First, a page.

Bingo. It all comes down to Class Mobility. Working to boost yourself, or at least your children, into a better life. There aren’t many more traditional American-Conservative principles than this. Republican businessmen just love to tell stories about people “pulling themselves up by their own bootstraps”, starting their own companies & building them into Fortune 500 joints or starting out in the Mail Room and working their way up to CEO. Unfortunately, the exact economic policies those same Republican Businessmen want to put into place make those stories impossible. They make class mobility impossible. Because those Republican Businessmen look at a strong American middle class, and all they see is: competition. That’s why they want to destroy the middle class. That’s why they want a Feudal America. Because they don’t want any competition forcing them to actually work, produce, or even be competent. They’re rich, we’re not, and we should just accept that as the Way Of Things.

  19. An Interested Party says:

    Have you looked around? Barone isn’t the only delusional conservative trying to downplay the results of the election…I keep seeing how the President supposedly “won ugly”…I notice that the people who are pushing this message didn’t say that Bush “won ugly” in 2004…but apart from the hypocrisy, the Republicans only have themselves to blame in so many ways…if you demonize a whole ethnic group, do you really expect members of that group to vote for you? When you have a leading Republican in Pennsylvania talking about new voter ID laws ensuring the election of Mitt Romney, the truth is known that these laws have nothing to do with “voting integrity” and everything to do with helping the GOP…and as Michael mentioned upthread, tokenism will not help Republicans…that they think that Hispanics and blacks are that shallow and that foolish tells you everything you need to know about how Republicans feel about those groups…

  20. C. Clavin says:

    “…A party that shops for adult diapers at Costco is not going to be your swiftly adapting organism…”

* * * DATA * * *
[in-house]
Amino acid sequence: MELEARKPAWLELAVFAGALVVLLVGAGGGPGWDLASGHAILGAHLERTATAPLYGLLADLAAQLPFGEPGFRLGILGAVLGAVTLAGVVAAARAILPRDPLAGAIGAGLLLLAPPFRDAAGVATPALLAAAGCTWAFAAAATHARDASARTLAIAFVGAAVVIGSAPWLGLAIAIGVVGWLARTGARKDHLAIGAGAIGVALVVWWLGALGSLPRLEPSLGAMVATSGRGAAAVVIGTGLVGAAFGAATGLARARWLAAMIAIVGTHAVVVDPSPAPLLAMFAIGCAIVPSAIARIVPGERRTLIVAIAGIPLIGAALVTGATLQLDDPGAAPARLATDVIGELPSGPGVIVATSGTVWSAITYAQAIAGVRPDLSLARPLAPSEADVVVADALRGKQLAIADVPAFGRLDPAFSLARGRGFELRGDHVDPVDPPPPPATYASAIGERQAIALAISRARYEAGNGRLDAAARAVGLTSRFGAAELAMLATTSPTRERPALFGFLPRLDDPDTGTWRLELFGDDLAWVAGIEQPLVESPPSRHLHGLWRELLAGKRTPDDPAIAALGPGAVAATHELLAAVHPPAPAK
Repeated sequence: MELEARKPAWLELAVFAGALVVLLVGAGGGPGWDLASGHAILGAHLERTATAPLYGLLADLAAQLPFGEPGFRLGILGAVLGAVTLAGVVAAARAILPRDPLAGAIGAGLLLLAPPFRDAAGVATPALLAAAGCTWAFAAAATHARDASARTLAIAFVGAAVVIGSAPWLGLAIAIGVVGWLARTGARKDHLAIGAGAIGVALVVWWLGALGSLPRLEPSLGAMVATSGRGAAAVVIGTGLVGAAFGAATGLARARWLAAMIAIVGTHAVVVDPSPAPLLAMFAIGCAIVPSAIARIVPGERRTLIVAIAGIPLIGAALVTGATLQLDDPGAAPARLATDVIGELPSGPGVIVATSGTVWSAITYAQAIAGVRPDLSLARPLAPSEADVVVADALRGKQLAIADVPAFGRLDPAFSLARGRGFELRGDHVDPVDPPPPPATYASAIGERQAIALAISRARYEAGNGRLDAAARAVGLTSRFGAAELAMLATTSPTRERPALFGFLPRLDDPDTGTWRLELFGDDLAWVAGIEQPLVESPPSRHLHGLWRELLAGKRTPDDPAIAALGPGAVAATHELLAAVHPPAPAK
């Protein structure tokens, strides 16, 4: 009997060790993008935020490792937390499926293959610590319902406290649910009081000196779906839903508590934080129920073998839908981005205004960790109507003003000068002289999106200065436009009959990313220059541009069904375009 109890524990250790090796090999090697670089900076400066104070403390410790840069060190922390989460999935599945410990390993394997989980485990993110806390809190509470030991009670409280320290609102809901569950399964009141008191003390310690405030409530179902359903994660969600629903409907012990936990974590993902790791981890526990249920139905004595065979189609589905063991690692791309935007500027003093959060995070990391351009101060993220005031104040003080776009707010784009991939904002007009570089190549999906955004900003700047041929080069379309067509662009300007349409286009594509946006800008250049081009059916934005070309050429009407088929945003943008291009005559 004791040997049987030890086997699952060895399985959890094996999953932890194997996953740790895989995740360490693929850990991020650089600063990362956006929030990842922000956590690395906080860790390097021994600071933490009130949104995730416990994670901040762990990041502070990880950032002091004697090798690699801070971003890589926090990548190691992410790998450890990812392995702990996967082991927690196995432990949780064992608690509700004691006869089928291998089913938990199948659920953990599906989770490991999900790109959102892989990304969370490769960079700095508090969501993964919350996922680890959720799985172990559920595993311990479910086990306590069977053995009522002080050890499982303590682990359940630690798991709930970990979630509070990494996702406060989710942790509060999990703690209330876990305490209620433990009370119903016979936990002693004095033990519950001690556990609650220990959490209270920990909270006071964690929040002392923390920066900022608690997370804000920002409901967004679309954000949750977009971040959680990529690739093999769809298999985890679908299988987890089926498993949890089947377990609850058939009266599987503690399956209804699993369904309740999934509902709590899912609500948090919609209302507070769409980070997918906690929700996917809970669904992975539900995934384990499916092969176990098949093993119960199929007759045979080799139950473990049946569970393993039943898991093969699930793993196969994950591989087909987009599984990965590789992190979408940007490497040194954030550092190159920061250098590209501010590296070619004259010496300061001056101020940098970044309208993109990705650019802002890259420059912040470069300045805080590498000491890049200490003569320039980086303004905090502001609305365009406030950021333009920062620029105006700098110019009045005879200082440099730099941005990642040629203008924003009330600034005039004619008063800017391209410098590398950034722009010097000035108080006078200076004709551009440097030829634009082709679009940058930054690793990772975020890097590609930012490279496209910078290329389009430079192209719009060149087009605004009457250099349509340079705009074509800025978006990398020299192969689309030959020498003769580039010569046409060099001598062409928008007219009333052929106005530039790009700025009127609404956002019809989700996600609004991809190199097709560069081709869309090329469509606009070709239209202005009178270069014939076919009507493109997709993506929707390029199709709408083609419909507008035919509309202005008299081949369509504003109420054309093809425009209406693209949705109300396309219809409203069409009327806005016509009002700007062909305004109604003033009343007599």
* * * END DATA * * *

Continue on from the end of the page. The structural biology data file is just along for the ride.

Reynolds wins, Reynolds wins…

  21. Tylerh says:

    MIchael Barone fails the numbers again:


    Boehner only gest to be Speaker of the House due to the magic of Gerrymandering.

  22. Brummagem Joe says:

    The explanation is simple. Barone is a shill or propagandist who is paid handsomely by Anschutz and others to express these opinions. They have no relation to reality and apart from satisfying a certain primal urge to step on the fellow’s face they are really hardly worth bothering with.

  23. Argon says:

    Umm… My favorite meme from the election:

    Keep f***king that chicken, Mike.

  24. jukeboxgrad says:

    Because those Republican Businessmen look at a strong American middle class, and all they see is: competition. That’s why they want to destroy the middle class. That’s why they want a Feudal America.

    They see competition but they also see uppity, empowered employees. Staffing my corporation is much easier when the population is struggling and desperate for work.

    They should have the attitude of Henry Ford, which is that a strong middle class means people who can afford to buy my products, but they don’t look at that way. They figure it’s easy enough to find customers outside the US.

  25. al-Ameda says:

    Barone used to be a respectable analyst of presidential and congressional elections. Somewhere along the way he decided that THAT was not a good thing (or maybe he started to make a lot more money by selling out.)